His statement comes a day after several women accused stand-up comic Utsav Chakraborty – who was a prominent part of comedy collective All India Bakchod – of sexual harassment. Chakraborty used to work with HuffPost India, but left the organisation in 2015. Verma was earlier employed with the media organisation till October 2017.
In a statement, HuffPost India said it was unaware of any allegations levelled against both Verma and Chakraborty while they worked there. “We are checking if there were any similar allegations while they were here,” said editor-in-chief Aman Sethi. “HuffPost India has a zero tolerance approach to any form of workplace harassment.”
“We do not condone such acts in any way,” said Sethi. “HuffPost India stands with survivors and treats complaints regarding potential misconduct by its employees with utmost seriousness.”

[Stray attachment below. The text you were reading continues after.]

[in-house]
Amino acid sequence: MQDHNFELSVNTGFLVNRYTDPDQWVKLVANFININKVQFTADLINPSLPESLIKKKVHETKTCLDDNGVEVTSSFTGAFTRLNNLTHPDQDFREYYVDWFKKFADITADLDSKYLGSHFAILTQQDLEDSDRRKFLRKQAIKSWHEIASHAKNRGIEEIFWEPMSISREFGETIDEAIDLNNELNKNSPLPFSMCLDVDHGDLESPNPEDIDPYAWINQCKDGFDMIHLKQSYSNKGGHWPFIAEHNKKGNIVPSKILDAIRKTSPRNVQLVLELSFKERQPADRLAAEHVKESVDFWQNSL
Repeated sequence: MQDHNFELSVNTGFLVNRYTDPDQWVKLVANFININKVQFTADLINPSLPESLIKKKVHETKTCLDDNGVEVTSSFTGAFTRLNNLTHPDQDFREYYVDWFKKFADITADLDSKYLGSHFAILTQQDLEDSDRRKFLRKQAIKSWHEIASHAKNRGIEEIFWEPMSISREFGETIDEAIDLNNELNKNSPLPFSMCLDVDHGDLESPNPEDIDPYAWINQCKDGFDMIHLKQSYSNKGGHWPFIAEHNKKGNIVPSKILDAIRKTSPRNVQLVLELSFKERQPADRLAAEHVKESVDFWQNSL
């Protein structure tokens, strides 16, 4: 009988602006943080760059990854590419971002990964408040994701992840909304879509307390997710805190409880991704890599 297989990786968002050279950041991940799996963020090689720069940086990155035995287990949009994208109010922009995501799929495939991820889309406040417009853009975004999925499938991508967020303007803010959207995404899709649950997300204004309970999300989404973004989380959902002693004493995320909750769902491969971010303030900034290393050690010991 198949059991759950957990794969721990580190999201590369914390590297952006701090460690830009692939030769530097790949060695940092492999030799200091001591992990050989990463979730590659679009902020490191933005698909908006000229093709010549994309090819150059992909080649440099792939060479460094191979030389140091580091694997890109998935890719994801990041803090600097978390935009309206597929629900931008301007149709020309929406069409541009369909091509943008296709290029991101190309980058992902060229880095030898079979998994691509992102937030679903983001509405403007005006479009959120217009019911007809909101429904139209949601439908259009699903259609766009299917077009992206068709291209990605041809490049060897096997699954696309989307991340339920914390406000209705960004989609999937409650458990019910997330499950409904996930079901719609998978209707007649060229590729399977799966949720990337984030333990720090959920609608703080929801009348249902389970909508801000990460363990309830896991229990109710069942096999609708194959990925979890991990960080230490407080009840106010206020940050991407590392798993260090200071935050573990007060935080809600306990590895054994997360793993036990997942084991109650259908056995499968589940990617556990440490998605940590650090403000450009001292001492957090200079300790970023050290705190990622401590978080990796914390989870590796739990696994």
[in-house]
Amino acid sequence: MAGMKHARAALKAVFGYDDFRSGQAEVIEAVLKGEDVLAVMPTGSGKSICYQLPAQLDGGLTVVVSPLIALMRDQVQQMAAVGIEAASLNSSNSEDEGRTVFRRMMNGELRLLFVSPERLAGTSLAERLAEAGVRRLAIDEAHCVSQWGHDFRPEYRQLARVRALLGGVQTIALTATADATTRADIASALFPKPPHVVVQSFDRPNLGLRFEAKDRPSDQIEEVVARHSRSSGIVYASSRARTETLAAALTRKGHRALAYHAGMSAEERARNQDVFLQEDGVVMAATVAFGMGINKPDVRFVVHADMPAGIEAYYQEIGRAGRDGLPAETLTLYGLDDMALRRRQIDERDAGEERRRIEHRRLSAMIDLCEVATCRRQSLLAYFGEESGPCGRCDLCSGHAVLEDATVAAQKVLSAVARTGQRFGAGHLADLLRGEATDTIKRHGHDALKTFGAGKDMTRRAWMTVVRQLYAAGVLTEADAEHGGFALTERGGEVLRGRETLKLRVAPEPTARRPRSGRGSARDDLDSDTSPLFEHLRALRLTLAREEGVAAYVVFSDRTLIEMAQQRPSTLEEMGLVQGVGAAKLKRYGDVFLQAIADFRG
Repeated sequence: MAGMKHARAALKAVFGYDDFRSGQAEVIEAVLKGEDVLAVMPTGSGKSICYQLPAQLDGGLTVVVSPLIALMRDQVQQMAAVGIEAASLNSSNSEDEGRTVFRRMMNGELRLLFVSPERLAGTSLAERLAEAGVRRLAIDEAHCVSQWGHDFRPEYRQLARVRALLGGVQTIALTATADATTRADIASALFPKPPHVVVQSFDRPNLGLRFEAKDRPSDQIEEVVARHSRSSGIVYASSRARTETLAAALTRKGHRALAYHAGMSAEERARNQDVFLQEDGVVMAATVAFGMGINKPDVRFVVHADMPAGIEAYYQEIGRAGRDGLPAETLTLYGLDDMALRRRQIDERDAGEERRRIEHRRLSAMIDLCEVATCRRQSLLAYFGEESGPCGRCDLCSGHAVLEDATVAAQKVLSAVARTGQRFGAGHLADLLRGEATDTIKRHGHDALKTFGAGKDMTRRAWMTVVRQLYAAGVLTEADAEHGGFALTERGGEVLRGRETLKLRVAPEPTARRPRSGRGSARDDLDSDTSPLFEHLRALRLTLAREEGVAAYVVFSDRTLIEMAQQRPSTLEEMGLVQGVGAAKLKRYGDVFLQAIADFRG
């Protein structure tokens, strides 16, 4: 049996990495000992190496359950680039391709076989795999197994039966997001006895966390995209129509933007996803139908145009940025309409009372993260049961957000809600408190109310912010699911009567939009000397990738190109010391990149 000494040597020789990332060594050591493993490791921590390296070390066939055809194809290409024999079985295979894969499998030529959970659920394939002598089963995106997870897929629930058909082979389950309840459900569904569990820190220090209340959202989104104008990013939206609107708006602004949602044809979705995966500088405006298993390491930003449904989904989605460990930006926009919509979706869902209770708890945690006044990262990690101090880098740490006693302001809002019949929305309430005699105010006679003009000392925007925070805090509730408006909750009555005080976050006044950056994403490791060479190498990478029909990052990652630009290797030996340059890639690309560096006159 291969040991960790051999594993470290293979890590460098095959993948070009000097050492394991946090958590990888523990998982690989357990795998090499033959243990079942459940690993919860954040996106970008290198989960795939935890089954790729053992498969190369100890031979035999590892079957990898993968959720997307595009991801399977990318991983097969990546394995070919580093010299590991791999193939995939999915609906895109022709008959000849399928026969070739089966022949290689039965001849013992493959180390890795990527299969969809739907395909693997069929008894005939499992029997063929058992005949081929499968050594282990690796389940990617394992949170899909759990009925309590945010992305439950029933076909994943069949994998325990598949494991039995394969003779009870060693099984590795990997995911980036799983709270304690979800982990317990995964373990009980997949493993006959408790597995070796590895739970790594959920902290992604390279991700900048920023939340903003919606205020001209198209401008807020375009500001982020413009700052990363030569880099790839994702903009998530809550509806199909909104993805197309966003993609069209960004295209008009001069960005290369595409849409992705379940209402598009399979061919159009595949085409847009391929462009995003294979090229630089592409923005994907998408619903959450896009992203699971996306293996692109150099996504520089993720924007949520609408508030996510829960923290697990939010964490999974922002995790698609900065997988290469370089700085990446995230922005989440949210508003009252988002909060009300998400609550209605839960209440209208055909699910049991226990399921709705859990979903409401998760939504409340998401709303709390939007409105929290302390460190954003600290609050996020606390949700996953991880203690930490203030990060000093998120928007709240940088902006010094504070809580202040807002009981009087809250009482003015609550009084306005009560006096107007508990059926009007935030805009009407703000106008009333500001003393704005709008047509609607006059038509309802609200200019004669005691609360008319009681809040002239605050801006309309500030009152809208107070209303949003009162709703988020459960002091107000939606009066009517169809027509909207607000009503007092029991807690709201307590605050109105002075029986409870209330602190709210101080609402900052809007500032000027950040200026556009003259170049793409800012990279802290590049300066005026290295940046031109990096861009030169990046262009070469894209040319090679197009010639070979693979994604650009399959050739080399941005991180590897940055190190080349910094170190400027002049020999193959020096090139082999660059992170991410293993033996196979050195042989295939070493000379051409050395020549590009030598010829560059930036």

Meanwhile, comedy group All India Bakchod on Friday accepted that one of its members, Tanmay Bhat, had received “specific, detailed allegations” about Chakraborty in a personal and private capacity after he stopped working with the group. “Tanmay confronted Utsav in a personal capacity – which led to Utsav calling the victim, leading to further harassment,” the group said in a statement on Twitter. “At the time, the accuser did not wish to pursue any further legal action. Out of respect for the person’s privacy, nobody else at AIB was inform of the specifics of the situation and the matter ended there.”
The group apologised for having continued to employ Chakraborty as a freelancer after the allegations were revealed. Tanmay Bhat later “stepped away” from the group, while another co-founder, Gursimran Khamba, was sent on temporary leave of absence following allegations of sexual misconduct.